Hedera Hashgraph — Time for some FUD

The sales pitch, basically. From their own website.

Unpacking the Hedera Hashgraph FUD

In this post, I’m going to try to tackle one simple question: How does Hedera Hashgraph supposedly achieve 10,000+ TPS?

First, we need to disarm some myths about how TPS works in general.

The relationship between Proof-of-Work and low TPS

There’s this prevailing idea among cryptocurrency investors that the inefficiencies of the Bitcoin blockchain are in it’s Proof-of-Work system, and if someone just invented a faster consensus algorithm, then DLTs could all of a sudden process hundreds of thousands or millions of transactions per second.

Tweets from Demetri Kofinas, a Hashgraph proponent and podcast host of Hidden Forces.

Understanding block propagation (simplified)

Quick note on speed: There are two ways DLTs can go “faster”.

  • Sidechains: You can have a consortium of nodes controlling a bitcoin multisig wallet where you deposit your coins, where >2/3 of the nodes are required to sign off on transactions made within the wallet and before they can leave the wallet. This is what Blockstream’s Liquid is (which runs on a 1 minute block time, and reaches finality at the 2nd block). You can set up something faster if you want; for example, the nodes operating the wallet could run the open-source XRP codebase and settle transactions with the same speed as Hedera Hashgraph (~4 seconds), with similar security guarantees.
  • Lightning Network (L2): Lightning transactions are fast. It is a channel-capacity dependent L2 solution, but can settle transactions near-instantly, with almost the full assurance of Bitcoin’s Proof-of-Work security.
  • Pre-consensus: Another way to reduce finality latency it is to have mining pools come to consensus on which transactions in the mempool to include in the next block on beforehand and orphan any miner that doesn’t follow the plan (it means they lose the block reward). This is what Bitcoin Cash is planning with Avalanche (called “pre-consensus”). Avalanche reaches consensus in ~2 seconds with strong probabilistic finality.
  • 0-conf: You can just accept a transaction as soon as it shows up in your mempool. This happens nearly instantly. Oh, but this is insecure you say? You’re saying while it’s true that most miners honor the first-seen rule, there are some pools out there replacing transactions that could end up losing you your money? So… you’re saying it doesn’t matter how fast the transactions are, but how difficult it is to reverse such a transaction and how harsh the punishments are for the actors trying to do it? I agree :)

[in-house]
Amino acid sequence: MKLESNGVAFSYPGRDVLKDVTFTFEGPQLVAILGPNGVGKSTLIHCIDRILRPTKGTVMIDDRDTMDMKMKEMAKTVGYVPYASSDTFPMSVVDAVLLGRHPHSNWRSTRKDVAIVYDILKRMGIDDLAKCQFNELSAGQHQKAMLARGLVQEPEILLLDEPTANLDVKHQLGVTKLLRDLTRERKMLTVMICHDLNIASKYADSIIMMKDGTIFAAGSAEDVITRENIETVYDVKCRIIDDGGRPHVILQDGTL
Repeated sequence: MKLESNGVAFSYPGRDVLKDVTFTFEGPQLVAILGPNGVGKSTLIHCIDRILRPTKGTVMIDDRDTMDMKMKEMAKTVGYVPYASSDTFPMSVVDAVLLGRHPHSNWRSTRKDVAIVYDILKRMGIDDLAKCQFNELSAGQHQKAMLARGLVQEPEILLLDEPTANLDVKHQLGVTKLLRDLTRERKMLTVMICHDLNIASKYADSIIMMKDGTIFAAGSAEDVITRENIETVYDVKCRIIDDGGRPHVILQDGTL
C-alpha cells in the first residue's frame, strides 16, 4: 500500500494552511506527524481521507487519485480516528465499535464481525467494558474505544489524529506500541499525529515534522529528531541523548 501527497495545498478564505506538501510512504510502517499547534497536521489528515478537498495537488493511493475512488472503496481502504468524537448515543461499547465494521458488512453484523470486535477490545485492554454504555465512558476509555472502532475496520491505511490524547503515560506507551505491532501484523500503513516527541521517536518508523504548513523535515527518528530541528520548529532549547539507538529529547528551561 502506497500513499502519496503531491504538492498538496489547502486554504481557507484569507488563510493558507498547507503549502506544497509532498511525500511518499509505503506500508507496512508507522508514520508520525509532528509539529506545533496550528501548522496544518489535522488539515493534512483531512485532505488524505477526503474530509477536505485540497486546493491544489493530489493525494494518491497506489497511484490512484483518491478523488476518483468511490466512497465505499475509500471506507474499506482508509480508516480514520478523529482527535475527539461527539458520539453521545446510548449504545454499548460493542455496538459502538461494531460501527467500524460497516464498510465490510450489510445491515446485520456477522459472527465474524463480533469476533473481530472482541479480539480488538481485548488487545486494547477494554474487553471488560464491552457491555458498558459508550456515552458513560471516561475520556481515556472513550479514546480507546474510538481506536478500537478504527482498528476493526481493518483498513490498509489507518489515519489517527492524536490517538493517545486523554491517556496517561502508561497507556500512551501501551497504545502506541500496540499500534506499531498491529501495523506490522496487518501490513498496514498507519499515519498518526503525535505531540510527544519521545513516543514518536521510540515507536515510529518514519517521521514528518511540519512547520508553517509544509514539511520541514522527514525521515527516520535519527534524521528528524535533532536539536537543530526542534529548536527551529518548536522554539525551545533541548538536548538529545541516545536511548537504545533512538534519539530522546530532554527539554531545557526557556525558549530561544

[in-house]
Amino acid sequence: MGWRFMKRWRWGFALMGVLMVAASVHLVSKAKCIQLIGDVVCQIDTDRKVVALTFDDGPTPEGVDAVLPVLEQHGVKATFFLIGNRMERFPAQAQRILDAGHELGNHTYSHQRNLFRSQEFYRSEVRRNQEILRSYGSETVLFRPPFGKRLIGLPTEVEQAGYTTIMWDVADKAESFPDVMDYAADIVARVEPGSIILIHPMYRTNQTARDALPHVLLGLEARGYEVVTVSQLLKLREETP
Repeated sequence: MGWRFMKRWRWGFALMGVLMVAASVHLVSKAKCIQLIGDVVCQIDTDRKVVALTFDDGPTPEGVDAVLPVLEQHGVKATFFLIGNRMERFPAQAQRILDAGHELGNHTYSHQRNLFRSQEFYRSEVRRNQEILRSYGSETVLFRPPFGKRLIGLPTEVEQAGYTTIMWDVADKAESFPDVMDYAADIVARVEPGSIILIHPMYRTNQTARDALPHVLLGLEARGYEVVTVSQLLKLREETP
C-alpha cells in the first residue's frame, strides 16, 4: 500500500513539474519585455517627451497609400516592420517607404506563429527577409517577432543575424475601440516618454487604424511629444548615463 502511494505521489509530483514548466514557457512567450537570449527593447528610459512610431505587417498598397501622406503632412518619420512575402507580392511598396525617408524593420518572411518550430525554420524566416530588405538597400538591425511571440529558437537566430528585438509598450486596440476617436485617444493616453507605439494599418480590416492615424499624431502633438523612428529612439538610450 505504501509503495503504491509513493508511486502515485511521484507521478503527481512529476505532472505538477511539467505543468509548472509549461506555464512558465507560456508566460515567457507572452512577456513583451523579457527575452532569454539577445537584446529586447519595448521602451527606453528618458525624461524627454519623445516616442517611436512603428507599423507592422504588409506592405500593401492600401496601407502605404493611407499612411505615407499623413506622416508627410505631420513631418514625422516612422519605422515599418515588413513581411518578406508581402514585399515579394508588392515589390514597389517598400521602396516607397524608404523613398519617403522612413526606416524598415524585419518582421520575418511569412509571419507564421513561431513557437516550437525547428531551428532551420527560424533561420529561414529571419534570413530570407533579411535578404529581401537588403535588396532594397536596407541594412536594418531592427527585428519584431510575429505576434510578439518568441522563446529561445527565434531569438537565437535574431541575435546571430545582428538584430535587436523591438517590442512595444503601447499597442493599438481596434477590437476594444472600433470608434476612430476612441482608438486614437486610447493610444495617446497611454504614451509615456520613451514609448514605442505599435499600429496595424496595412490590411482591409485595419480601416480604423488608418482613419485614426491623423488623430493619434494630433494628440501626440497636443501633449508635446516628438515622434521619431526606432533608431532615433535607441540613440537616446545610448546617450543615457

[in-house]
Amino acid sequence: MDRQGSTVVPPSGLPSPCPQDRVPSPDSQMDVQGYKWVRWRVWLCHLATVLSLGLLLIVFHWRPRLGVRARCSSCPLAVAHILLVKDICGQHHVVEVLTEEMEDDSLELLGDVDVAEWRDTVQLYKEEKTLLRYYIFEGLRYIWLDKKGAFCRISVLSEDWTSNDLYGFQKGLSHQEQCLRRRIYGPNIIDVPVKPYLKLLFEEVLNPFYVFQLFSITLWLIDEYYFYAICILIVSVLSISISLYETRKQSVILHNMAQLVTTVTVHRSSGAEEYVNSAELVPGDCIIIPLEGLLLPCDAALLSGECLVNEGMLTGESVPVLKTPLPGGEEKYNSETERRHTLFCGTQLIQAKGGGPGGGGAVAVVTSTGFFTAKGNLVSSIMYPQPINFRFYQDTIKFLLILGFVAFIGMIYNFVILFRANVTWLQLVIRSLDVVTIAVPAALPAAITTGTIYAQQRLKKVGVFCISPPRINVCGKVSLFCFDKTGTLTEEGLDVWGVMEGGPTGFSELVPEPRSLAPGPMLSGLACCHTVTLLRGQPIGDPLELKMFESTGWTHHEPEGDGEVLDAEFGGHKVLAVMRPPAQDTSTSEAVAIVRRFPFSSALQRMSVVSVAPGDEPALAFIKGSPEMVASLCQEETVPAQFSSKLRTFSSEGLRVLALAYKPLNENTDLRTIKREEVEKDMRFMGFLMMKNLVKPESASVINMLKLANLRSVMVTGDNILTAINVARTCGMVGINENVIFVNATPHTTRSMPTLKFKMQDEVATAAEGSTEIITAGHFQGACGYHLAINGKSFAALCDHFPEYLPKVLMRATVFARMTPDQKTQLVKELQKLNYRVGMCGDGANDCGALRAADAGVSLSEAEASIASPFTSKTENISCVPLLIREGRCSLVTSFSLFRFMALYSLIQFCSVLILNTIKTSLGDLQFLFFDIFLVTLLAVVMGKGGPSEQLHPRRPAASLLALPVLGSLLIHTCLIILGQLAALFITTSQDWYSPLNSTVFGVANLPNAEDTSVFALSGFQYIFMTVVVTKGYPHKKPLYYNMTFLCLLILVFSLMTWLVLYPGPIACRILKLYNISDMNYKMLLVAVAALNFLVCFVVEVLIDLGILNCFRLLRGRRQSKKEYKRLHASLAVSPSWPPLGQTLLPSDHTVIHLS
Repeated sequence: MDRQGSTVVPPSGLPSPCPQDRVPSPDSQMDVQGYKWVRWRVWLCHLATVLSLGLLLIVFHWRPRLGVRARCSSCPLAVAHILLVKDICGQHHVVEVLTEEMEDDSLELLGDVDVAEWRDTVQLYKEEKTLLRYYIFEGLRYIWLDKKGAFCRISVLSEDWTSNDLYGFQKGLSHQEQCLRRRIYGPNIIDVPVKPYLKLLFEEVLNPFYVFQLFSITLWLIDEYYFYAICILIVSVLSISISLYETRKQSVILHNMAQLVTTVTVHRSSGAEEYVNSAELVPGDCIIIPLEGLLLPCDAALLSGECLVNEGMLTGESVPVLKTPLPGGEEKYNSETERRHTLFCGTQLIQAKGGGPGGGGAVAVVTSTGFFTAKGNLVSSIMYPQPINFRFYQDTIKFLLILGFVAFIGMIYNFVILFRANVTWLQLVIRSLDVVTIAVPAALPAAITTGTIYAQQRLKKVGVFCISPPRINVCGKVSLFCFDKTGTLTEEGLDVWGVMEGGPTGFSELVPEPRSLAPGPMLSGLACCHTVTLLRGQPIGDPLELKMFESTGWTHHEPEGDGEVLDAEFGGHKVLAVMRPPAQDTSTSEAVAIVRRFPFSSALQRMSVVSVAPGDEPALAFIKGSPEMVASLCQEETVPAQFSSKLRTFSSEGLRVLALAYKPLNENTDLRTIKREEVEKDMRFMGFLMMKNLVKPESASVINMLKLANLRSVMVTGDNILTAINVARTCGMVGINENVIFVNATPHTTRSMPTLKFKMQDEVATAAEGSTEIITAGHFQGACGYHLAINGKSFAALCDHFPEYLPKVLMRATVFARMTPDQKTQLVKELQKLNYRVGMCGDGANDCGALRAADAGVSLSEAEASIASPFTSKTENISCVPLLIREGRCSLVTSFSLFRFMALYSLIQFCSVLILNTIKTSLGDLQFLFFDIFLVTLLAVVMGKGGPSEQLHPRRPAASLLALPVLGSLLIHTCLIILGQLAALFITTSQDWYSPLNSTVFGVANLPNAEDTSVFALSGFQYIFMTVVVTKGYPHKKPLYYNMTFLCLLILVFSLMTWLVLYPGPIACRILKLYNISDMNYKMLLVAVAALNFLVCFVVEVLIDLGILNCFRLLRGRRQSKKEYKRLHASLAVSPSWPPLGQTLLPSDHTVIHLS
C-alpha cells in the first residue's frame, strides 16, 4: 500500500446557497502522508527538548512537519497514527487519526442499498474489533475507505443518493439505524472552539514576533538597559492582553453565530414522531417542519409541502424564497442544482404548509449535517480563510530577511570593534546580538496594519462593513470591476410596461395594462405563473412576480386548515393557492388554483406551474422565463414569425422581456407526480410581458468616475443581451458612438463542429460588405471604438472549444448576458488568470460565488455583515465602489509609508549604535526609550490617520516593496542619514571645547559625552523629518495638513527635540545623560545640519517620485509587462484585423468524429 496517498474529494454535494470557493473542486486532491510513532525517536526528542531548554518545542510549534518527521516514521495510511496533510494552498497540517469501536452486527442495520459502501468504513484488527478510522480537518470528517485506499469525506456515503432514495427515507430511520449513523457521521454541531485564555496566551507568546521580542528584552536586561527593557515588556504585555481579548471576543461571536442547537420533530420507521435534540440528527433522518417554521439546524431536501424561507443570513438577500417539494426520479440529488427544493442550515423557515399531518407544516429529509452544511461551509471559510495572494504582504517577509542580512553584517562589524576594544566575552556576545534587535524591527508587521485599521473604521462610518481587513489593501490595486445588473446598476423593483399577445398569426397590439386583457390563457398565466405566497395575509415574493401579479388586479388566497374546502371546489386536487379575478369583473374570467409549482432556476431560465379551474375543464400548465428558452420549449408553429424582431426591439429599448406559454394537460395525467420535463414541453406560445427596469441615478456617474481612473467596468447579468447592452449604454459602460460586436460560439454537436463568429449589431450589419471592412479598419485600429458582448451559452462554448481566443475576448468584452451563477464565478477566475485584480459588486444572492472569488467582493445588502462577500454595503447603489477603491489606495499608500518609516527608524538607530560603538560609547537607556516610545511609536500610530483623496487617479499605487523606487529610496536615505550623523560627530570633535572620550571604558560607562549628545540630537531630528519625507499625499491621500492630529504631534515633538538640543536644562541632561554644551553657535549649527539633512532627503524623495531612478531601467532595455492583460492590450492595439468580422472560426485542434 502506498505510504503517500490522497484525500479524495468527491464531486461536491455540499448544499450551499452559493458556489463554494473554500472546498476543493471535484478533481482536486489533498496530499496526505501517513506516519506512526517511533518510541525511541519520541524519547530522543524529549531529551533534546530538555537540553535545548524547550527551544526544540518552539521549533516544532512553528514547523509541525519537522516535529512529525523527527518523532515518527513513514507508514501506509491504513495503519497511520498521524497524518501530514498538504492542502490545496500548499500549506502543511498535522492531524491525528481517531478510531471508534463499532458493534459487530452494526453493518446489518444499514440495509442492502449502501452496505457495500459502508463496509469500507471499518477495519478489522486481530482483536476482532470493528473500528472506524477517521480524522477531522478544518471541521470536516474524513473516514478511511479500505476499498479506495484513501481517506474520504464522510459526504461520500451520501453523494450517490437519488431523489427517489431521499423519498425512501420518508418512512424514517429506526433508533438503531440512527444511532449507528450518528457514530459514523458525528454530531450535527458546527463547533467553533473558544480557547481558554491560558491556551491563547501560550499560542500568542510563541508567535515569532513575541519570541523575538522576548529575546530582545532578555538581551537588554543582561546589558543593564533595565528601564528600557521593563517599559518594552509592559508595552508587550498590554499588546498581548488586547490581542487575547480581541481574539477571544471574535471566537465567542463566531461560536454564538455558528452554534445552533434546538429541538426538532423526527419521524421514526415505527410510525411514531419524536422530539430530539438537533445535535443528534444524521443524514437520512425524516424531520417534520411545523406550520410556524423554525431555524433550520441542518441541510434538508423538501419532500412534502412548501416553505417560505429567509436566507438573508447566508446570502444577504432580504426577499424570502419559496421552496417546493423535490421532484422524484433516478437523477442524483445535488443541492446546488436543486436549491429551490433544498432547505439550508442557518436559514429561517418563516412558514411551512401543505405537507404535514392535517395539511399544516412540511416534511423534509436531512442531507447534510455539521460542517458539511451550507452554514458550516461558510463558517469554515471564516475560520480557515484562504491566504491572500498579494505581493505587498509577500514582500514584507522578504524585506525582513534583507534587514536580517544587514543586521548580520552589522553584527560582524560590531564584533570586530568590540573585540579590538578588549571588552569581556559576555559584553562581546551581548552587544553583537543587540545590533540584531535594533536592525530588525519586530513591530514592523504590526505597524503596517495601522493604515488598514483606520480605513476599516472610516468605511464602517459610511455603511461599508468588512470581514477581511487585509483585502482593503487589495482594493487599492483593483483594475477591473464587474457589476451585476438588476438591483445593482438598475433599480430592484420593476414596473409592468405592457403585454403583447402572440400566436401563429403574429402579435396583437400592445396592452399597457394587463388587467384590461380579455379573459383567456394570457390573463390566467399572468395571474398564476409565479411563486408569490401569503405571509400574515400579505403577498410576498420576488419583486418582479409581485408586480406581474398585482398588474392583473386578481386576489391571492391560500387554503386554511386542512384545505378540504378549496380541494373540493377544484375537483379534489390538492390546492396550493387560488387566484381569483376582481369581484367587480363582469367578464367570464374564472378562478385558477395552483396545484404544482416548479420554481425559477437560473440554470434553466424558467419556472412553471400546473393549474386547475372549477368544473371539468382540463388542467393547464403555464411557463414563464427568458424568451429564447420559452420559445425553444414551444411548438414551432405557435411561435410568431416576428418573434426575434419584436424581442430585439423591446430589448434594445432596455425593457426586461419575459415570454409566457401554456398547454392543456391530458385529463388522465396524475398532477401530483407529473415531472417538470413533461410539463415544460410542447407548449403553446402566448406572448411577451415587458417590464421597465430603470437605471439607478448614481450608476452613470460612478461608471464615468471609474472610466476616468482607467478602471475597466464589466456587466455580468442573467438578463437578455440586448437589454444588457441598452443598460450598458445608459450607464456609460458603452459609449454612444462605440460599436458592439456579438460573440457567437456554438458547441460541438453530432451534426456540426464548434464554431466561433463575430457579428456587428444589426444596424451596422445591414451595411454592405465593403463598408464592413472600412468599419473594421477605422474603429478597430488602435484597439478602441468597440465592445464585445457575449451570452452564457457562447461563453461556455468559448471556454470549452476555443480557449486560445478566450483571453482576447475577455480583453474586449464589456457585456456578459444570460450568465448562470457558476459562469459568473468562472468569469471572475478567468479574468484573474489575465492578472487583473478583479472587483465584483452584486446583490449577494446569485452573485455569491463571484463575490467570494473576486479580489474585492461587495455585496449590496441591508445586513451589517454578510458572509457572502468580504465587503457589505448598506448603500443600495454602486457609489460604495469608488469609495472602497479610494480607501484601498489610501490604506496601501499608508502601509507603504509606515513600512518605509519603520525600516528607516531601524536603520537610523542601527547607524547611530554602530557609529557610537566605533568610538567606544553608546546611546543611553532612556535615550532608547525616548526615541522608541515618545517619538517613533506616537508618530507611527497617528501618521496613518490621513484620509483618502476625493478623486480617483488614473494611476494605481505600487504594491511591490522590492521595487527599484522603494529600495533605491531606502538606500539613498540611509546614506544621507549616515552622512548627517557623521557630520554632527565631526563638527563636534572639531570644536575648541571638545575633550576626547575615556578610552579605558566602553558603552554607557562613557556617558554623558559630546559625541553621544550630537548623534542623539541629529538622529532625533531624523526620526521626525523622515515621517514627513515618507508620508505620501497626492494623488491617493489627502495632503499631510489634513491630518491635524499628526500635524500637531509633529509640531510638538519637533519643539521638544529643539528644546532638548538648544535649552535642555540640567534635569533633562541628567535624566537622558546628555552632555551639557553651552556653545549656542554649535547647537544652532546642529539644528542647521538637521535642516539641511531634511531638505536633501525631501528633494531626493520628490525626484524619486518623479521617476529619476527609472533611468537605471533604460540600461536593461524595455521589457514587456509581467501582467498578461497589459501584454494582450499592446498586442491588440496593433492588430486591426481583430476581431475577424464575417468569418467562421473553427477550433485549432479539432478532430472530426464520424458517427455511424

Hedera Hashgraph vs PoW in efficiency

Before I leave this part, I do want to talk quickly about how efficient Hashgraph’s consensus algorithm actually is compared to PoW in terms of how much data is propagated and needed for validation. If you’re not interested in this, you can skip to the next heading.

Now to the fun stuff

Let’s re-read that sentence about throughput once again:

If the network node has enough bandwidth to download and upload a number of transactions per second, the network as a whole can handle close to that many transactions per second.

One thing that’s bound to make certain people spill their coffee is that Hashgraph is cloning Ethereum’s EVM (the engine for Ethereum transaction and smart contracts execution) so it will work with Solidity applications.

  • Downloading all the blocks and transactions (in the right order)
  • Validating the Proofs-of-Work
  • The RAM
  • The CPU
Uh, did they just say 10 TPS for “other services”? TEN? The “other services”, according to the image above, being “smart contracts” among others (kind of an important thing if you want to provide “fast, fair, and secure applications” as the stated goal is)? Shit, Ethereum can do more than that…

Introducing… the Consensus Service!

  • Response: This is just an ACK that a transaction was received. You trust the Consensus Service node you’re speaking with 100%.
  • Subsequent query: This is an ACK that a transaction was included in the hashgraph. You trust the Consensus Service node you’re speaking with 100%.
  • Receipt: When a transaction is included in the hashgraph, a receipt is created for 3 minutes. You can ask any Consensus Service node for this receipt and thereby get a “second opinion” to feel more confident that the transaction was actually included. You trust the Consensus Service nodes you’re speaking with 100%.
  • Record:
  • Record + state proof:
  • Record: A receipt but with more info, like timestamps and the results of a smart contract function call.
  • Record + state proof: Here it starts to get interesting. The state proofs! So what’s in a state proof? For those of you who know how SPV proofs work in bitcoin, this is equivalent. The Hedera nodes will have signed a Merkle root, which is included along with the the Merkle path, showing that a certain account balance or transaction (or whatever was queried) exists within the current state. The signatures on this Merkle root are included as well. The Hedera signatures on the Merkle root thus “proves” that the response you received was correct. Btw, did I mention these state proofs costs money to receive?

Scalability through courts

In Bitcoin and Ethereum, we have what are called “Layer 2" scaling solutions. In these “upper layers”, the inefficiencies of the base-layer don’t exist anymore. Up in these layers you can do thousands, tens of thousands or even millions of transactions per second. And if something goes wrong up in these layers or someone tries to cheat you, you use the base-layer as the “court”, which then acts as an arbiter of what really happened.



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